Do you think Iran really wants to have a peaceful nuclear program or do they want to build an atomic bomb?
Well, I’m not sure what they wish or not wish. But I can see that their unwise policies are driving Iran towards a catastrophe. Unfortunately, these unwise policies have created a united international front against Iran. I think that Iran and the U.S. should have direct and transparent negotiations with each other to solve this issue. We Iranians should be more afraid of the government’s nuclear program. They obtained all their equipment in the black market and there is no quality control on the facilities. I’m just afraid that something like Chernobyl can happen in Iran.

How solid is the support for the nuclear program among ordinary Iranians?
Not much. The nuclear program has become the butt of jokes among the ordinary people; they make fun of it. But the government doesn’t allow anyone to criticize it. The reformists within the system are against it and have sent a letter to the supreme leader. Many conservatives within the government disagree with each other about the nuclear program. I know that in a recent meeting of the Supreme Security Council former president Hashemi Rafsanjani said that Iran should suspend its uranium enrichment activities because it is going to be disastrous for the country. He even insisted that his words should be written down so it is documented.

Do you think the American government is honest in its claim that it wants to negotiate with Iran about its nuclear program or is it only interested in regime change in Iran?
I can’t read the Americans’ minds either. But I know that Iranian people want peace not war. We want to have democracy and peace in our country and we cannot achieve this through war and military action. I am against any kind of military action against Iran. The Americans should learn from what happened in Iraq. Military invasion will not help the democratic movement in Iran. Actually it will do exactly the opposite. If they plan to attack our infrastructure that would not destroy the Islamic Republic rather it will destroy Iran.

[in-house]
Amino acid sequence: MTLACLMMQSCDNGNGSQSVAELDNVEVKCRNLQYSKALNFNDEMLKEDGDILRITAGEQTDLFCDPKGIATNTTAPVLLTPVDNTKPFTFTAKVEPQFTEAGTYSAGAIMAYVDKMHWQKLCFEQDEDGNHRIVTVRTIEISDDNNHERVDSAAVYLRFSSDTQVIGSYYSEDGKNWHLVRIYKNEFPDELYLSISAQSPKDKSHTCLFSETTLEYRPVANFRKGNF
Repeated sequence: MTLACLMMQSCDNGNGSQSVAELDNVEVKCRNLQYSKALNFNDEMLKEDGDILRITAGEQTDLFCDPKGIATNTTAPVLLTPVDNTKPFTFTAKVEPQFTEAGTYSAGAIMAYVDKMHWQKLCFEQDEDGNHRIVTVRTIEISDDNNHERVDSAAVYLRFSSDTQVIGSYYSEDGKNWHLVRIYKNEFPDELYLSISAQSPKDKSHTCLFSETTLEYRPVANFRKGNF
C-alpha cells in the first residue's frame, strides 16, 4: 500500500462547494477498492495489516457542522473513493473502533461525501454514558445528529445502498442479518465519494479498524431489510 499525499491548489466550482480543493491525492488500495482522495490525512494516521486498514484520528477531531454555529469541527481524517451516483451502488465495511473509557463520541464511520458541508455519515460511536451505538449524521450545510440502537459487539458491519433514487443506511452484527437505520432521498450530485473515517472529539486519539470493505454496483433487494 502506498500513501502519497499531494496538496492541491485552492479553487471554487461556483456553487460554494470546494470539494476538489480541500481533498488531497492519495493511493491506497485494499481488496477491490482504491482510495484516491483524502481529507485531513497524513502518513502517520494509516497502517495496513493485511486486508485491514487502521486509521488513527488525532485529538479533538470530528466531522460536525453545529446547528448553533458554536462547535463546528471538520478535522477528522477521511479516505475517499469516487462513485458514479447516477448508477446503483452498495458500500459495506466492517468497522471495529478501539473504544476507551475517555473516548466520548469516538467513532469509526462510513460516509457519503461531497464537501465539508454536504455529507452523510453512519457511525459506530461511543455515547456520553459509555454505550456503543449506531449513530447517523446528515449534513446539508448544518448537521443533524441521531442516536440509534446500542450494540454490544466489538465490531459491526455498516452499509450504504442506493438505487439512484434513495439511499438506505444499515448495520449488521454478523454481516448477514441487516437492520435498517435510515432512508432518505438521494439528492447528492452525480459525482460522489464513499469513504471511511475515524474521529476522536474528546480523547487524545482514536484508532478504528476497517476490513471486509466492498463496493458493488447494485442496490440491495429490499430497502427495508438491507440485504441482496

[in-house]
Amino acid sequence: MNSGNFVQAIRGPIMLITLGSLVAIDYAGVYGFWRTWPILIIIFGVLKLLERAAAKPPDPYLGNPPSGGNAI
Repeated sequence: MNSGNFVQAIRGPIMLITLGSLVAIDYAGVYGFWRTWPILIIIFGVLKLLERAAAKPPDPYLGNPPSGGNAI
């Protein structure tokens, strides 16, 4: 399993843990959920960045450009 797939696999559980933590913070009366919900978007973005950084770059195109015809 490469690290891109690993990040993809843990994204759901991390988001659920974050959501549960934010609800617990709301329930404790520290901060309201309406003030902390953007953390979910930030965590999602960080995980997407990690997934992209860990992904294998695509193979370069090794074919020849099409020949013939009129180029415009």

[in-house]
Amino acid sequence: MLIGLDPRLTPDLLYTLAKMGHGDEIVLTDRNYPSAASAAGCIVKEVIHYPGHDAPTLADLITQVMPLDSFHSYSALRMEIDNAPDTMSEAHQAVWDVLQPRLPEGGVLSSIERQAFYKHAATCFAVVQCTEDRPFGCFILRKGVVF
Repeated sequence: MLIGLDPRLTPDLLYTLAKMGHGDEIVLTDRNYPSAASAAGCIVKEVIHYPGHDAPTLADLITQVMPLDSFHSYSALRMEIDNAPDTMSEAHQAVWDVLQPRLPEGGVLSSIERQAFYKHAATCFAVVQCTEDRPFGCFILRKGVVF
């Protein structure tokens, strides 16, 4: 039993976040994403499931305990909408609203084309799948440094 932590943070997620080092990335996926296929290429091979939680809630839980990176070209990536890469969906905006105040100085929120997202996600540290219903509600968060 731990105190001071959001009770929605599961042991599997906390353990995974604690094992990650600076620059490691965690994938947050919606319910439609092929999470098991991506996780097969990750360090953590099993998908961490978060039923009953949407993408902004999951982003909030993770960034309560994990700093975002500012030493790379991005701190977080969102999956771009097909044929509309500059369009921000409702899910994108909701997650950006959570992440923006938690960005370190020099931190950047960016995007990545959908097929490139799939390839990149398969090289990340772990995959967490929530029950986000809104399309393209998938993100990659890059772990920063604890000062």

Are you going to meet with any American government officials while you’re in the United States?
I’m a member of a civil-society movement and not its leader. All we need is the moral support of the intellectuals and the civil society around the world. We have a strong pro-democracy movement in Iran. The world should listen to it and take it seriously. Our goal is to create a bond between Iran and the outside world. Any interference by western politicians in our affairs will make us vulnerable to accusations of espionage and acting as the fifth column of the West. Western governments should not interfere in Iran’s affairs directly as it makes the activists in Iran susceptible to the government’s accusations that they are the Western agents. [Still,] I am now willing to meet any world leader if it can prevent a war against my country.

Do you think sanctions should be imposed on Iran?
No, because sanctions will hurt the people of Iran more than its government. We saw the same thing happen in Iraq: sanctions hurt the people of Iraq much more than Saddam’s government.

What is it that the Americans don’t understand about how Iranian leaders think?
One of the main problems of the Americans in their negotiations with Iran is that most of their advisors are Iranians who have not been to Iran for the past three decades. They have no idea about what’s going on in Iran so they give wrong advice to the American leaders. I think a superpower like the USA should not rely on people who have no real understanding of the situation inside in Iran today to draft its policies. One thing that the Americans should know is that Iranians do not want to have a puppet regime in their country. This regime in Iran has to change. But it’s the Iranians themselves who have to change it.